“At the moment, too many Muslim women are treated like second-class citizens who may speak only basic English at best, and have no jobs or independent financial standing. It means they are in no position to speak out against the influence of the radical Imams, however strongly they feel about it”.

However, the Government is attempting to change intransigent social mores which have existed for over a millennia. It is unlikely, therefore, that a woman who must submit to her husband or, in his absence, another male seen to be the putative head of the household, will not soon be challenging him — or an imam.

It’s a bold move on Cameron’s part, but I do not see things changing in that area any time soon.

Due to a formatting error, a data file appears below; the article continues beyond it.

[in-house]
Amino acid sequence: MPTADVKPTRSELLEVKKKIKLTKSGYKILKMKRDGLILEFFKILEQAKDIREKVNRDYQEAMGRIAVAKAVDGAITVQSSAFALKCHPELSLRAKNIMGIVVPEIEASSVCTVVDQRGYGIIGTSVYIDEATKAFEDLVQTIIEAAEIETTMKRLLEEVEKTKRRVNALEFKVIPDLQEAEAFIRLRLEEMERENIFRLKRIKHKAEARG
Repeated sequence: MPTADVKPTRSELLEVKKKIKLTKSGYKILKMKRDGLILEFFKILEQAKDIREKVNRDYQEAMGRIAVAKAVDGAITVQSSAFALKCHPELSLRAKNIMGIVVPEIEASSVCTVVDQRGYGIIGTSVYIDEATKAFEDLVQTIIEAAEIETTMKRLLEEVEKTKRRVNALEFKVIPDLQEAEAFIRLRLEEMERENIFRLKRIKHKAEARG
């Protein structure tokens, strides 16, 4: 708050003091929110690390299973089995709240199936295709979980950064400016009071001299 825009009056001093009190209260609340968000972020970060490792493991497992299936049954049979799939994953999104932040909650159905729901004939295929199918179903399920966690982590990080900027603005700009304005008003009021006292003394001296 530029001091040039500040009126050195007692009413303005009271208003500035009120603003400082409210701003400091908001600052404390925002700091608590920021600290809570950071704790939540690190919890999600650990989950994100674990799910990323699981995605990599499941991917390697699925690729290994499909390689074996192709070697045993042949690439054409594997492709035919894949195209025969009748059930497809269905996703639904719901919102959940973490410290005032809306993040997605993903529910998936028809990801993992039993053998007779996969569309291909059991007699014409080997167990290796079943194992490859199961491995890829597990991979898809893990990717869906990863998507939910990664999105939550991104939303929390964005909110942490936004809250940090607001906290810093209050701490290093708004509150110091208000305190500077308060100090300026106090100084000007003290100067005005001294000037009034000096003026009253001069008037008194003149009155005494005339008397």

That said, one can only hope that women who need to improve their English language skills are given permission to do so from the men in their family.

In another crucial area of English-language gaps, doctors — and now nurses as well as midwives — who wish to practise in the UK must be able to speak the language well enough to ensure safety.

Since the requirement for doctors came into effect 18 months ago, four out of ten physicians applying to work in the UK have not met the necessary standard of English.

Those living overseas might wonder why Britain would need to import medical staff. However, a Daily Mail article from 2014 states that for the £70,000 it costs to train a British nurse, for example, the NHS can hire three foreign nurses, each of whom would earn a salary of £23,000 per annum.